Michelle Zaldin is a wife, mother of three children, JWRP sister, financial advisor, president of the PTC Associated Hebrew Schools of Toronto, co-founder of the Game On Road Hockey Tournament in Toronto, which raised funds for Chai Lifeline Canada, as well as an active volunteer for many organizations that support children with special needs. Michelle shared how having a daughter with cerebral palsy has impacted her volunteerism, and her advice for other women who want to join supportive communities.
What inspired you to travel to Israel with the JWRP?
I had never been to Israel and I always dreamt of going. I had also heard so many great things about the MOMentum Trip — that it’s life-changing and that it awakens your soul. At the time, this was exactly what I needed. I had begun the application process twice before but hadn’t moved forward with it because I was afraid to leave my family for the week. When I applied for the third time, I was about to get cold feet, when a friend said to me, “If you pull out one more time, I’m taking your spot.” So, I went and it really was a life-changing experience.
How did your MOMentum experience impact you?
My children attend a Jewish day school, and seeing Israel and learning more about Judaism have made it easier for me to understand what they’re learning. When I returned home from Israel, I tried to explain the MOMentum experience to my husband, but I told him that he couldn’t really understand it until he traveled to Israel himself. So, he registered for the MoMENtum Trip for men. One night, he texted me, “I get it.” Since then, we’ve lived our lives a bit differently; we attend Jewish classes and we have expanded our relationships within the Jewish community. This December, we hope to travel to Israel with our three kids. It will be my third time traveling to Israel in less than three years — having never visited before the age of 47!
Why have you decided to dedicate so much of your time to supporting special needs causes?
When a cause hits close to home, people feel more inclined to give. I believe that you should treat others the way that you would like to be treated, and volunteering with special needs organizations has been my way of doing Tikkun Olam (making the world a better place). As Rabbi Hillel said, “If I am not for myself, who will be for me? But if I am only for myself, who am I?”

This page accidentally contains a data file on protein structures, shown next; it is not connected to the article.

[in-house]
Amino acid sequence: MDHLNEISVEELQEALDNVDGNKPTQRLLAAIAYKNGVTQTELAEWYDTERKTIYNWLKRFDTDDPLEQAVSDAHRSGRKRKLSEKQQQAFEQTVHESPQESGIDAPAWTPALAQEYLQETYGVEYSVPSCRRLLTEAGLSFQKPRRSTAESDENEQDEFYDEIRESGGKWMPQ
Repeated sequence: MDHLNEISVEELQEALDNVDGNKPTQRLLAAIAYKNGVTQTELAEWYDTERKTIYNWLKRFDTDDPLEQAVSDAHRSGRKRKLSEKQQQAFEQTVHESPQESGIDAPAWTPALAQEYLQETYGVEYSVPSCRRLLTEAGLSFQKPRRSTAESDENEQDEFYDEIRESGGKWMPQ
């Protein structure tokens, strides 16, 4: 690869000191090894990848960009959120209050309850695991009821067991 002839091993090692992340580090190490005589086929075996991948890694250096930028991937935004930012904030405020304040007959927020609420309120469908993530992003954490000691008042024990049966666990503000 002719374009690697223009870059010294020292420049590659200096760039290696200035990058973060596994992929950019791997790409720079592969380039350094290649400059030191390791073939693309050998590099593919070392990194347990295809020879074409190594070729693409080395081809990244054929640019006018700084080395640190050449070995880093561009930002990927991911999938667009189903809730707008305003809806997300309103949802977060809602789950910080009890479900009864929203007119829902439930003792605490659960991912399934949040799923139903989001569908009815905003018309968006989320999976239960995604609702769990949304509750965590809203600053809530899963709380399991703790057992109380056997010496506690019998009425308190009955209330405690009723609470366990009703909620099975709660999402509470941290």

I am proud that we are teaching our children to feel similarly. My sons donated part of their Bar Mitzvah money to Chai Lifeline Canada. For my daughter’s birthday, she asks people to donate money to Zareinu, a Jewish school for children with special needs, instead of giving her presents. Each year, the school hosts a fundraising fashion show, which my daughter participates in. Last year, she raised $4,000 for it and this year, she raised over $5,000.
What guidance would you give to other women who want to join supportive communities?
When my daughter was first diagnosed with cerebral palsy at age two, I didn’t seek out a special needs community. I wanted to handle everything on my own, and I was worried about placing a label on my daughter. But once I embraced her challenge and realized that it wasn’t going away, I made myself more open to support and learned about Camp AIM, a camp for children with special needs, and Chai Lifeline, an organization that supports families with children who are battling medical conditions. I met other parents who faced challenges that were similar to mine — some of whom have become my best friends, and I joined a Facebook group where parents of children with special needs ask questions, share advice, vent, and support one another on a daily basis.
If you’re open to getting help and finding supportive communities, ask your rabbi if he can put you in touch with anyone who faces similar challenges. Or, if you want to join a related organization, ask the leadership to connect you to a member, who can introduce you to the wider community. Search Facebook for the many support groups out there. Know that there’s no shame in getting support.
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